Web Design Tip: Have Big, Clear, Calls-to-Action

I was recently asked by @Ryan_Newland for suggestions on improving a website he’s involved with. My email response started getting pretty long so I decided to turn my email response into a blog post.

So my answer to you Ryan is to put some big, clear, calls-to-action on the homepage. Decide what one or two main things you want visitors to do when they visit your website, and put some big CTAs to fulfill those purposes.

For example, on BuildWithoutCode.com, the two main things I want people to do is leave their email and go to blog.buildwithoutcode.com.

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If you at look the homepage of Build Without Code, there is one sentence in big letters describing the site, and then two big CTAs. The buttons are big, the colors are bright, and they sit front and center. One or two calls-to-action are ideal. Any more than two and it becomes too cluttered. With too many objectives you start to spread yourself thin. One or two objectives, and focus the entire homepage on achieving them.

I’ve also given some incentives to click my CTAs. Visitors can get early access to my course and a discount, or they can get web tips for free.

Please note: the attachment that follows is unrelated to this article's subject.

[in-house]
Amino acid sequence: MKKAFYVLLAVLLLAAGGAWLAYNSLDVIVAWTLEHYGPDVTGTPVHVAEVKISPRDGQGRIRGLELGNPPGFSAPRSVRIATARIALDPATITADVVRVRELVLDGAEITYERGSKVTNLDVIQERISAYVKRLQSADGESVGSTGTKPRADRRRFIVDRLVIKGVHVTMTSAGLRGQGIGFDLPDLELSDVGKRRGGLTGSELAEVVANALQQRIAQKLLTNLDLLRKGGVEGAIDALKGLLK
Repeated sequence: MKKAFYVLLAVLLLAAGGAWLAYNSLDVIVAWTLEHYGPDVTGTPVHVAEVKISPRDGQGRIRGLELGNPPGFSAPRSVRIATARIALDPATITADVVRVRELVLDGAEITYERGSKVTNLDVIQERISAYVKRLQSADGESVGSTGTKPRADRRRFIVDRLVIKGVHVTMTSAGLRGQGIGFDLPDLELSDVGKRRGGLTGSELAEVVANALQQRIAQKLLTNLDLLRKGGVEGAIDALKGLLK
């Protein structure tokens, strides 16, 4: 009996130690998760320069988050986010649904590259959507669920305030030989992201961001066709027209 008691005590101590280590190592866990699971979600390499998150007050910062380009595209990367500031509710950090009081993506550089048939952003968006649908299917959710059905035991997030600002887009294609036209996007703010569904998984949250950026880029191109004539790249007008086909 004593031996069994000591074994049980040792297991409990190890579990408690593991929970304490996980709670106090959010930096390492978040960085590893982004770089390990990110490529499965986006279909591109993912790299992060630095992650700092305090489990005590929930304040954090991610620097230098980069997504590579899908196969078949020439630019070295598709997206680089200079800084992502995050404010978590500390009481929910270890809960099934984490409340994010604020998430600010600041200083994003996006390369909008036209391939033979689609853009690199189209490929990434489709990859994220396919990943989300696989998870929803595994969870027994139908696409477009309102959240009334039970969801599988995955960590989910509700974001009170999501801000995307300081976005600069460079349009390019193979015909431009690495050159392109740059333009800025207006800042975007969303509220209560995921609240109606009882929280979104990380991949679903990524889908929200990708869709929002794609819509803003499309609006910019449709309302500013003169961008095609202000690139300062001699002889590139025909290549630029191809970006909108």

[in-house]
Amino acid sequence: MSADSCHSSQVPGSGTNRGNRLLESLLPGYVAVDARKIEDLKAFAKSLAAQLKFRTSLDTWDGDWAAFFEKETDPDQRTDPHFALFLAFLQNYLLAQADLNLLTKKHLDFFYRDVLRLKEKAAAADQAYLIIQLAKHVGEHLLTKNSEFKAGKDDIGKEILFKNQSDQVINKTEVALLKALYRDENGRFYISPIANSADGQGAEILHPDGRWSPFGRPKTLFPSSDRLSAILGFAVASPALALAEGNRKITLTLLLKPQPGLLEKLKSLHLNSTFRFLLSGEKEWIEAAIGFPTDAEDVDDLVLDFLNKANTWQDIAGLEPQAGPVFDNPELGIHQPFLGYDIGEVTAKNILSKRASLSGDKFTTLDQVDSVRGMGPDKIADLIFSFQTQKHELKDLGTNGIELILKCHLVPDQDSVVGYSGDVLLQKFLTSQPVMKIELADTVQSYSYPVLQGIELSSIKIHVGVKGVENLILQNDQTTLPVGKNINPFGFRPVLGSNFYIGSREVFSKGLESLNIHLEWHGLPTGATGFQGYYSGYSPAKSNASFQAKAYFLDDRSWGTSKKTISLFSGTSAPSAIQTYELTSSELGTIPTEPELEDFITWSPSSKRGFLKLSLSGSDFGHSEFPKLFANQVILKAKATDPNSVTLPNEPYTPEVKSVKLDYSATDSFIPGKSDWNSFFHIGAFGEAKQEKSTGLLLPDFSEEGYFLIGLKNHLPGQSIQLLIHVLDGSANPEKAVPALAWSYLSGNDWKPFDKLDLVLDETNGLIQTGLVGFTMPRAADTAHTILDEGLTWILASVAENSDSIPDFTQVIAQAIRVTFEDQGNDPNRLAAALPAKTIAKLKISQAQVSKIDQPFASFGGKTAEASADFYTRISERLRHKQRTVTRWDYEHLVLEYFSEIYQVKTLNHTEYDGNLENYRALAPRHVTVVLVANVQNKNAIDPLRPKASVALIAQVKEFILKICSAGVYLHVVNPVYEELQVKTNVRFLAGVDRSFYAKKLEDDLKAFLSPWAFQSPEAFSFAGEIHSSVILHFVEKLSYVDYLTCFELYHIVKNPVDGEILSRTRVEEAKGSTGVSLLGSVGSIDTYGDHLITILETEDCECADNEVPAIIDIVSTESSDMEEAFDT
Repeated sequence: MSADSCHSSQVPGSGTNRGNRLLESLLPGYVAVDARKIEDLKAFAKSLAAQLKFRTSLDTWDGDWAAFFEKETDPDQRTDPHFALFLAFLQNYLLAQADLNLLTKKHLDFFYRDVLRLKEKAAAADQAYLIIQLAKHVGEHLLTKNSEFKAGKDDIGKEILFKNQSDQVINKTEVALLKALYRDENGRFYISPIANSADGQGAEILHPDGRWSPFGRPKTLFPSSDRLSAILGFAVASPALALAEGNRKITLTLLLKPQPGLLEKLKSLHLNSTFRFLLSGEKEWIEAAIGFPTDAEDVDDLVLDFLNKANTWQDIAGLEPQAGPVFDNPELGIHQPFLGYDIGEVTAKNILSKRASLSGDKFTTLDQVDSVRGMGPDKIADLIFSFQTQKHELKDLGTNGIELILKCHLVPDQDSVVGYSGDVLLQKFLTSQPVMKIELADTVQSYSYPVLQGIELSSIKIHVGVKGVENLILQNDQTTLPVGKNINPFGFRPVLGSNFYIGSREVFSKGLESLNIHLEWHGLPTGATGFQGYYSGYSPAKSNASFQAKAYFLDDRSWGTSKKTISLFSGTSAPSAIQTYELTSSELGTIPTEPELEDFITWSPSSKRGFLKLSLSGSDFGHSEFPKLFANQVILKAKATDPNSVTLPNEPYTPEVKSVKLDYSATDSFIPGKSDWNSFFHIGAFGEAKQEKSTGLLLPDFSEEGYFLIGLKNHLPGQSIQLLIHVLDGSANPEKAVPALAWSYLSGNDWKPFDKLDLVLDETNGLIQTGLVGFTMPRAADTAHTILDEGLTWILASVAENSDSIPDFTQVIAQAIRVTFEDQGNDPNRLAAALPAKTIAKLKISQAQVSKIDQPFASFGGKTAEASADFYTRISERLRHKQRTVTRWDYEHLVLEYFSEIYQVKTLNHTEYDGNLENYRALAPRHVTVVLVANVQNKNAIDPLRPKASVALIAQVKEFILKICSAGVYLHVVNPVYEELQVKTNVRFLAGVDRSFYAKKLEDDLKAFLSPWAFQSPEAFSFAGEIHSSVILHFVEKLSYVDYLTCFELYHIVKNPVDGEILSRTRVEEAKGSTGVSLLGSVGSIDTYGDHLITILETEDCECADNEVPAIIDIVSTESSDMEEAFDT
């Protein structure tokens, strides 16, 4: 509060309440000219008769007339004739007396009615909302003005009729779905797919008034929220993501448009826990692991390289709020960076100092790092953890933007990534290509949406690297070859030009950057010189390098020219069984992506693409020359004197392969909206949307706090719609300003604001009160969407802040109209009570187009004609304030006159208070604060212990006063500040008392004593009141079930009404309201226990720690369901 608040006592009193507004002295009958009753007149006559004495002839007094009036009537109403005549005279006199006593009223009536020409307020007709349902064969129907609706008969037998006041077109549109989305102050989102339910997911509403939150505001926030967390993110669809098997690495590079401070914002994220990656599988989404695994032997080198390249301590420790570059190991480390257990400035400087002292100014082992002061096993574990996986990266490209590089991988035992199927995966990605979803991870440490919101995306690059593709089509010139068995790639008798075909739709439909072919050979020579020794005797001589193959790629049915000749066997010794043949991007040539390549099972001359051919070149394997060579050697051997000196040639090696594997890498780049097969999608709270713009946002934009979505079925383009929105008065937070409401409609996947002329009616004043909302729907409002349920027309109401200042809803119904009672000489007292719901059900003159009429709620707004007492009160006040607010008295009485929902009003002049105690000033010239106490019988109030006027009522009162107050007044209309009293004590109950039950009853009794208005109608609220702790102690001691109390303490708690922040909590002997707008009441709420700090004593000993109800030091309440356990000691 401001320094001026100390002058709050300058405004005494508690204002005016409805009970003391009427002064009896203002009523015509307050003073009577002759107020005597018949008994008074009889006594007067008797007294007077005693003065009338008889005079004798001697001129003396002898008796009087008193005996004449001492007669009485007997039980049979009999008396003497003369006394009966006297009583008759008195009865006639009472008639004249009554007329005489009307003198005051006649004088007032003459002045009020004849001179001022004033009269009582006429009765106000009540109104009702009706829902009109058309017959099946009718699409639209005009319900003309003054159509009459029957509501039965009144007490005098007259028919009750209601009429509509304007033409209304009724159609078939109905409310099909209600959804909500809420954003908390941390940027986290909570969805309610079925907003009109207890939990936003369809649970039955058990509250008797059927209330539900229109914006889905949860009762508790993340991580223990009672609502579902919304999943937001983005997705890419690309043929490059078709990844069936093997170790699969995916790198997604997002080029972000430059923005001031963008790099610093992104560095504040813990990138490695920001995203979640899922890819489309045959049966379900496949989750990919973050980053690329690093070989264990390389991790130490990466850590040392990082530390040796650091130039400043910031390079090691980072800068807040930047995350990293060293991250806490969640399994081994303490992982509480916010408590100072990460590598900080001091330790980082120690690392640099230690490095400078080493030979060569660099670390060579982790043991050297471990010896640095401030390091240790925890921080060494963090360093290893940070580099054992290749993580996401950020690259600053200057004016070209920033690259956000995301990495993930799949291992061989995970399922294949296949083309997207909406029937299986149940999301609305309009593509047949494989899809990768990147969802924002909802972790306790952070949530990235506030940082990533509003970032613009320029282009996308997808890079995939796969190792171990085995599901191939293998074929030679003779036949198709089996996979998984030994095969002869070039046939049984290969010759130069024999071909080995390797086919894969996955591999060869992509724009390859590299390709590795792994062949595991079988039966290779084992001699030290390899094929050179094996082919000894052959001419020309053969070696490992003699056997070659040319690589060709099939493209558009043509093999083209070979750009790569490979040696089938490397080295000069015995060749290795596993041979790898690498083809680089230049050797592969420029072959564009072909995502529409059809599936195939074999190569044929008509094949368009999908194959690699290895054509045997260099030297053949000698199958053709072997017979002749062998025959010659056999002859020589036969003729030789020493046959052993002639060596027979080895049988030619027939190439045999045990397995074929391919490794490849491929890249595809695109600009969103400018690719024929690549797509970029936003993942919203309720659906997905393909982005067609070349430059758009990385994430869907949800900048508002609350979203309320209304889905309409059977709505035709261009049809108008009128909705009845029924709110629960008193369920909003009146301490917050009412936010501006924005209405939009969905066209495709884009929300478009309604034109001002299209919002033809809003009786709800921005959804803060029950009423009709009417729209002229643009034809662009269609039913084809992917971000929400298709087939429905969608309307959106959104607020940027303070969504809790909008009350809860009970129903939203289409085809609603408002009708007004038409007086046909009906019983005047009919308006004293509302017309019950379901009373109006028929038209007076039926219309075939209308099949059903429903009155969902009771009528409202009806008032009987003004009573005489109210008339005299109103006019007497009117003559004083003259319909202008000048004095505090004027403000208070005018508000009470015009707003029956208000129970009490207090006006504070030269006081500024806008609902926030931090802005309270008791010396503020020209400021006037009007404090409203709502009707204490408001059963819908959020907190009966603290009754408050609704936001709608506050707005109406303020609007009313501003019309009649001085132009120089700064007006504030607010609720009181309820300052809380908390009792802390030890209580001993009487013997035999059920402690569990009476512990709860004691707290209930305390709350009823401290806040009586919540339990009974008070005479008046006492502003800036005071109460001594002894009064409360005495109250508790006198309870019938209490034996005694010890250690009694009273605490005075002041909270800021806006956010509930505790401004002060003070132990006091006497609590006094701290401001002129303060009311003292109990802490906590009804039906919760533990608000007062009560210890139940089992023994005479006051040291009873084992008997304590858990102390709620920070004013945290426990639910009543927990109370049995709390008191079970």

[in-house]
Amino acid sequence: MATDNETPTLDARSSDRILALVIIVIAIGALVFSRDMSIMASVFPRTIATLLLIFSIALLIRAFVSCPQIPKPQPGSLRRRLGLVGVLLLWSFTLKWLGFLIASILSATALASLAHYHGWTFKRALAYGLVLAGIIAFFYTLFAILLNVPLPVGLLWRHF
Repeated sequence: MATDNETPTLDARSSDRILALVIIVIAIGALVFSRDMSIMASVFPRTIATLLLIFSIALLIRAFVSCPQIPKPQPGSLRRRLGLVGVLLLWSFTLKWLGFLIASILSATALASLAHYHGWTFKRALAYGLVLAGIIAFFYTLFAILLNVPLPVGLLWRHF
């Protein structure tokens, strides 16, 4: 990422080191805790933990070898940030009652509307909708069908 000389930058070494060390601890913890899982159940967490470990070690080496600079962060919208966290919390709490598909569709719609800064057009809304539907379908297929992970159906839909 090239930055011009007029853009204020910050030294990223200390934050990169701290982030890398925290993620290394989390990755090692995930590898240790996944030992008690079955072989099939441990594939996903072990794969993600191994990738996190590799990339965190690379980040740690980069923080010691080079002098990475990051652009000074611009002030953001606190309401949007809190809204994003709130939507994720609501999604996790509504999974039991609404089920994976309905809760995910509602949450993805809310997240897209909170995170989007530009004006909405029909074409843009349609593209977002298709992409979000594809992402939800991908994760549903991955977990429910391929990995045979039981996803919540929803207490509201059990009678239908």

Hopefully I’ve given my visitors a clear, concise sense of what actions I want them to take along with some incentives. If they do need more information to take action, then they can keep scrolling down.

As they scroll down the information is all geared towards helping visitors follow the calls-to-actions I presented at the beginning. You will also notice I have a sticky nav-bar. This means that the two main actions ‘Course Discount’ and ‘Blog’ will be within clicking distance no matter how much they’ve scrolled down. I’ve added one other item (‘Instructor Background’) to the nav-bar as well. I could have added other nav-bar items but I wanted as few as possible so it wouldn’t distract them from completing my main calls-to-actions (I know some websites need more items in the nav-bar for navigation, but when possible, less is more).

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So I start with clear calls-to-action, and if they don’t click initially, then as they scroll down, all information is meant to help them feel the need to click the calls-to-action. They can click any time with the sticky-nav bar but I also repeat the CTA’s again, as you can see below.

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Hopefully that’s helpful!

For web help hit me up on Twitter @buildwithoutcod or via email hello@buildwithoutcode.com.

And don’t forget to leave your email if you want a fat discount on my course!